"Conservatives Have It Harder Than Women": Tomi Lahren Blasted by Leftist Media for Speaking the Truth

"Conservatives Have It Harder Than Women": Tomi Lahren Blasted by Leftist Media for Speaking the Truth

At a recent leadership conference in Dallas, TX, former Blaze host Tomi Lahren gave an honest talk to an audience of like-minded colleagues, peers and teens. 

During her talk, Lahren shared her view on gender rights, telling listeners "There is no better place to be a woman than the United States of America." Lahren is absolutely correct, especially when considering the numerous examples of abuse taking place in non-European countries including Sharia Law and modern-day slavery:

In contrast to the rights women have fought for and earned in the greatest nation on earth, Lahren points out that ideological freedom is still severely lacking in the American political arena. She talks about how hard it is to be a conservative in America and shares her experiences with other women confiding in her that "one of the hardest things to be is a conservative."

To prove her correct, leftist journalist Laurel Dammann decided to write a piece at Carbonated calling Lahren's views "bizarre."

From the article:

Before we clear up some of the misinformation in Lahren’s statement, we should note that entering into the Oppression Olympics is never a good idea (at the end of this article we’ll give an example of why). We can recognize the nuanced and intersecting struggles of different groups without comparing them, but since Lahren’s playing the victim, let’s explain a few things.

Yes, the "Oppression Olympics" are a ridiculous exercise to be sure, but last we checked, it's not conservatives crying about microaggressions, asking for safe spaces or propagating myths about "rape culture" and the gender wage gap. Conservatives don't complain about being oppressed, they complain that leftists aren't willing to let them speak freely, including female ones.

The 2017 Best Countries Report ranked the U.S. as number 16 in the world in terms of its policies and practices in regards to women, with countries like Sweden, Denmark, Norway, and Canada among the top five best countries for women to live.

Is it just coincidence that the top five countries on the list are all nations with insanely high tax rates and a socialist welfare system? Is Dammann implying that the "best" places for women are places where big governments provide everything? Is the implication that women can't take care of themselves? How sexist.

Considering that U.S. policies and practices concerning discrimination put it on the same level as Iran, it ranks 65th in the world in terms of wage equality, and women only make up 19.4 percent of the 535 seats in Congress, to insinuate that women here have it the best is ignorance.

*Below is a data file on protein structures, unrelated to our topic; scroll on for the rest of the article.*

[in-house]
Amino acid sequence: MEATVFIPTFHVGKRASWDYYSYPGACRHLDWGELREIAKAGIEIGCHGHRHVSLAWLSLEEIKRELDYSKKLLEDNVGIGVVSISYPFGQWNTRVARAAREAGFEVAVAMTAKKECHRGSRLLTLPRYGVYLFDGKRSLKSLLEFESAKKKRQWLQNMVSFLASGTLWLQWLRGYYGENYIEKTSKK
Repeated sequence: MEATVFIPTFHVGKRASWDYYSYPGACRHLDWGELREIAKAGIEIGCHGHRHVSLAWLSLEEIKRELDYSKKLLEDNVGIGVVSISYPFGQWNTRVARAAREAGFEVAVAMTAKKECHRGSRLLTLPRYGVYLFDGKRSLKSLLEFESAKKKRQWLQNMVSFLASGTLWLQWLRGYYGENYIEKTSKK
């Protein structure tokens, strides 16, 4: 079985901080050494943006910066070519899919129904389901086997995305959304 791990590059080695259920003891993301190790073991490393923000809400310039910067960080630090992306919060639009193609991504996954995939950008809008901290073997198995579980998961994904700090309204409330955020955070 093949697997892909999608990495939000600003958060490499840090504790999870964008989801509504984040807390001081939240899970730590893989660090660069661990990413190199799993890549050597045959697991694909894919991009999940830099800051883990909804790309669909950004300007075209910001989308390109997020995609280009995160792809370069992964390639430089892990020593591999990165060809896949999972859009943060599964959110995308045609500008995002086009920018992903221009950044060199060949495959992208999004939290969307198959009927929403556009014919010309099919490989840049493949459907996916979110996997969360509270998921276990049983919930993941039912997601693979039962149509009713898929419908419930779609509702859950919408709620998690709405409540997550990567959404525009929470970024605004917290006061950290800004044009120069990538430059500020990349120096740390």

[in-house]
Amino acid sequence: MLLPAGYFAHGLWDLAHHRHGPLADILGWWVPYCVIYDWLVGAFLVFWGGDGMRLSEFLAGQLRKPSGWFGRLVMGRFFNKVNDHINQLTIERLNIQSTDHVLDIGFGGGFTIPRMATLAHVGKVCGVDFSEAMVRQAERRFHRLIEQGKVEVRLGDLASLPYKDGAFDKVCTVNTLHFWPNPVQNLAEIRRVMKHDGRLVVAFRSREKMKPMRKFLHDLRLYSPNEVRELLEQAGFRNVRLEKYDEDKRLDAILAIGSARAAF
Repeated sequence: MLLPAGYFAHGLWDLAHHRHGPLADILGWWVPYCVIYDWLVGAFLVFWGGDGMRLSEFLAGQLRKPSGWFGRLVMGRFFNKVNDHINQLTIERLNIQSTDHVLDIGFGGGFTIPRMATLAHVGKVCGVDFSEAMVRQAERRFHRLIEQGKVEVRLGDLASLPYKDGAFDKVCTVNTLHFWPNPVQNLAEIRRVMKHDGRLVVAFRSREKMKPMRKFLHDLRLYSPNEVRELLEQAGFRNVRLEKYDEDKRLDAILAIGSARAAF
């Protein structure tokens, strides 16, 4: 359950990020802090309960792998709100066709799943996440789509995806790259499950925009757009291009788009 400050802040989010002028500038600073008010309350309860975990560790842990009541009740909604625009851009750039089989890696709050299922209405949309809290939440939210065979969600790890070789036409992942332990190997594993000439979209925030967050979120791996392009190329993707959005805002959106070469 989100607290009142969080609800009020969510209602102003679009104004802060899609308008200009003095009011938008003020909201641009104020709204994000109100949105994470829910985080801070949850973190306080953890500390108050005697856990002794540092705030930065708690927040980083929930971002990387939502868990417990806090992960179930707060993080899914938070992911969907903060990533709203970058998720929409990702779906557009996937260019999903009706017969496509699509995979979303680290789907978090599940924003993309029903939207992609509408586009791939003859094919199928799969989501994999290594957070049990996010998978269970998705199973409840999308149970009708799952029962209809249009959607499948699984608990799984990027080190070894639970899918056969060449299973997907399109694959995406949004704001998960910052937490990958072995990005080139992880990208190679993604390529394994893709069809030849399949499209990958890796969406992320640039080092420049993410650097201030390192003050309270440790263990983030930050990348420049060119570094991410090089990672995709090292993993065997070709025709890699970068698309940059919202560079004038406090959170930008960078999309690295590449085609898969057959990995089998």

The CNN article Dammann cites as proof that the U.S. is anything like Iran is hilariously wrong. You'd need to be a complete idiot to believe that the U.S. similarly discriminates against women by forbidding them to vote, drive, get educated or leave the house without an escort — all things women are prohibited from doing in Iran. Just because men make up the majority of Congress does not mean women don't have equal rights — it's a non sequitur at best. 

Lahren also does a great disservice to all women when she enables the belittling of the very real struggles they go through. If she tells conservative women that it’s great to be a woman in America, but hard to be a conservative, she’s fostering party allegiance at the expense of gender equality. She is feeding ideas that keep women of different political beliefs divided when it is actually in the best interest of them all to work together.

Dammann doesn't seem to realize it's possible for more than one thing to be true at the same time. Just because Lahren says it's hard to be conservative in America (true, regardless of gender) does not mean women face no hardships — the question is whether or not injustices are "systematic." Spoiler alert: It isn't.

By and large, there are many more things conservative women share with liberal women than they do with the Republican Party.

When women approach Lahren and say that being a conservative is hard, we have to believe them. America is a heavily polarized nation right now and it’s not uncommon for people to socialize exclusively in circles of like-minded folk, rejecting those who might think differently than they do out of fear of rejection from their own communities.

When someone says that it is hard to be a conservative, it’s not right to utterly discredit them. However, when they compare that struggle to the struggles of others, the waters get choppy, especially when we look at where the power in America lies. 

At the end of the day, guess who has more seats in Congress than women? Conservatives. Guess who’s in the White House? Conservatives. Guess who is making decisions that will impact the lives of millions of women across America and the world? 

Yep, conservatives.

Putting aside the derisive tone Dammann affects in her article, it's not Republicans don't want to associate with Democrats, they often can't given their leftist proclivity for lies and general lack of tolerance.

Women like Dammann are the real sexists, painting a picture of a feeble woman that needs to be protected and treated with kid gloves, taking handouts from a bloated government. It's completely without merit and demeans the bravery of conservatives (both men and women) like Tomi Lahren that speak out despite leftist efforts at silencing them.

Stay alert. Stay alive.

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